Biological molecules

1.1 Introduction to biological molecules

Biological molecules are molecules found in living organisms.

Many biological molecules, including carbohydrates, proteins, and nucleic acids, are polymers. This means they are long molecules made up of lots of smaller building blocks.

1.1 Bonding in biological molecules

All molecules are composed of atoms that have joined together. There are three main types of bonding between biological molecules:

  • Ionic bonding: atoms with opposite charges are strongly attracted to each other.
  • Covalent bonding: atoms share a pair of electrons in their outer shells.
  • Hydrogen bonding: electrostatic bonds form between oppositely charged regions.

1.1 Introduction to biological molecules

Many biological molecules are polymers, like polysaccharides, polypeptides, and polynucleotides. This means they are made up of lots of monomer building blocks.

Polysaccharides, like starch, are made of lots of monosaccharides.

Proteins or polypeptides are made of lots of peptides which have amino acids as their basic subunits.

Polynucleotides, like DNA, are made of lots of mononucleotides.

Monomers are joined together by condensation reactions and are broken down by hydrolysis reactions.

1.1 Moles

A mole is the molecular mass of a substance expressed as grams, which is the same as 6.022 × 1023 atoms or molecules of a substance. This is Avogadro number: it is the number of atoms in 12 g of carbon-12.

A molar solution is a solution that contains one mole of solute for each litre of solution.

1.2 Carbohydrates: monosaccharides – introduction

Carbohydrates are molecules created when carbon is combined with water.

Carbohydrates are very important in metabolism and they are different sizes, ranging from very small to very large.

Monosaccharides are small carbohydrates and the monomer building blocks, as they can join together to form polymers, also called polysaccharides.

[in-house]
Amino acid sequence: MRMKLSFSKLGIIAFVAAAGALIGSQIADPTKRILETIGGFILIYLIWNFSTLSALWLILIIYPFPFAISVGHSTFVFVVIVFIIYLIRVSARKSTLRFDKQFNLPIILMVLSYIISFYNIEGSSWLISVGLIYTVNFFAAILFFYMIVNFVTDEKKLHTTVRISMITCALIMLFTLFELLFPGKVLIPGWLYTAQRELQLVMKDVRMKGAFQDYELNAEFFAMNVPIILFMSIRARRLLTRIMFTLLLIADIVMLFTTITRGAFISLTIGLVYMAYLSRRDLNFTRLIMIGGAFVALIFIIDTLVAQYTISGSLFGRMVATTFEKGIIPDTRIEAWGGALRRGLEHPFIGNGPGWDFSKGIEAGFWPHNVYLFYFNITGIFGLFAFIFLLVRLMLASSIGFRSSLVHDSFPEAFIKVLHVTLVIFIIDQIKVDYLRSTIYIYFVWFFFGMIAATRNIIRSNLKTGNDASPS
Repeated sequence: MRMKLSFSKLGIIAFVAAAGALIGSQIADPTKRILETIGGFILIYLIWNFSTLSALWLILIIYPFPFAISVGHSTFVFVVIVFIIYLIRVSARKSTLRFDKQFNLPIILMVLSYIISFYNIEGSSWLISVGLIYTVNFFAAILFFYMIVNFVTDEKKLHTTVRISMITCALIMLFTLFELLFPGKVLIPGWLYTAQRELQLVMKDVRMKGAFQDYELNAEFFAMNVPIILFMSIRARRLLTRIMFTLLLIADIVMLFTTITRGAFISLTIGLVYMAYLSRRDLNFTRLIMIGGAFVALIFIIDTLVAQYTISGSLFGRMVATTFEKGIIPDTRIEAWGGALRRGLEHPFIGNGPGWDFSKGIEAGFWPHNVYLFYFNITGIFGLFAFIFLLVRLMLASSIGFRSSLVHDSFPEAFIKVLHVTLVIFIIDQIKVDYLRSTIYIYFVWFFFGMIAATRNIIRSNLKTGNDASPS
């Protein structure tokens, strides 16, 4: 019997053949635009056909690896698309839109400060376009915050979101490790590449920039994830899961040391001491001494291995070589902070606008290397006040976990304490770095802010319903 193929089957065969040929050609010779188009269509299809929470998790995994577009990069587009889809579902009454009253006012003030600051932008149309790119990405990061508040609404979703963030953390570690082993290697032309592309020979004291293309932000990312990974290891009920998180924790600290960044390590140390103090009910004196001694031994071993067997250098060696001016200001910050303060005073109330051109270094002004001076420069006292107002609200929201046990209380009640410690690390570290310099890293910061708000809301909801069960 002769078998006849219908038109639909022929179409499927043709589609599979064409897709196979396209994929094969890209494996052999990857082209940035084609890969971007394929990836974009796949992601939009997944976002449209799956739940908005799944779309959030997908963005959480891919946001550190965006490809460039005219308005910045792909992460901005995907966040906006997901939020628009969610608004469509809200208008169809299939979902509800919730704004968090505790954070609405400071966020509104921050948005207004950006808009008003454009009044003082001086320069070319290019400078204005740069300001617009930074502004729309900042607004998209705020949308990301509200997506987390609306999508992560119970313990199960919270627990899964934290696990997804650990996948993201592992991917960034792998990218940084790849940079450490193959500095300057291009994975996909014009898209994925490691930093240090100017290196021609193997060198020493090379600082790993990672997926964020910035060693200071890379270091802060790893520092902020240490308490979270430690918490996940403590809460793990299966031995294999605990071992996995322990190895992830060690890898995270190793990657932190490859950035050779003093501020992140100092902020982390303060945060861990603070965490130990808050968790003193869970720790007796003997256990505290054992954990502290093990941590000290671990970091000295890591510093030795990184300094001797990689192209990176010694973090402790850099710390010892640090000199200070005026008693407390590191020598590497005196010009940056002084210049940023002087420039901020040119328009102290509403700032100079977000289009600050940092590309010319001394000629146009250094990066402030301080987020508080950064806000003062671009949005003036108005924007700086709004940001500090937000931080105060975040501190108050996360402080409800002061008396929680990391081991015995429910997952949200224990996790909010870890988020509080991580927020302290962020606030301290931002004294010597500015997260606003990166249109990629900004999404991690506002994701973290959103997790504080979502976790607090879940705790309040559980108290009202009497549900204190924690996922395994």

1.2 Structure of monosaccharides



Monosaccharides are small carbohydrates made up of a backbone of carbon with hydrogen and oxygen molecules attached to it. 

Monosaccharides have the general formula , where n can be 3-7. 

Glucose is a common monosaccharide with the formula C₆H₁₂O₆, but the atoms can be arranged in more than one way, creating different isomers of sugar.

1.2 Benedict’s test for reducing sugars

All monosaccharides and some disaccharides are reducing sugars. This means that they are able to donate electrons to another molecules.

Benedict’s reagent is a solution of copper(II) sulfate. When heated with a reducing sugar, the copper(II) sulfate accepts electrons from the sugar forming an insoluble red precipitate of copper(I) oxide.

1.3 Carbohydrates: disaccharides and polysaccharides – introduction

Monosaccharides are small carbohydrates, but they can join together in pairs to form disaccharides, or in long chains to form polysaccharides.

Disaccharides and polysaccharides have different properties to monosaccharides and have different roles in cells.

1.3 Carbohydrates: disaccharides and polysaccharides

Monosaccharides can join as pairs to form disaccharides. For example, glucose joined to fructose forms sucrose.

When the two monosaccharides are joined a molecule of water is produced. This is a condensation reaction. The bond formed is a glycosidic bond.

Under suitable conditions, the glycosidic bond can be broken


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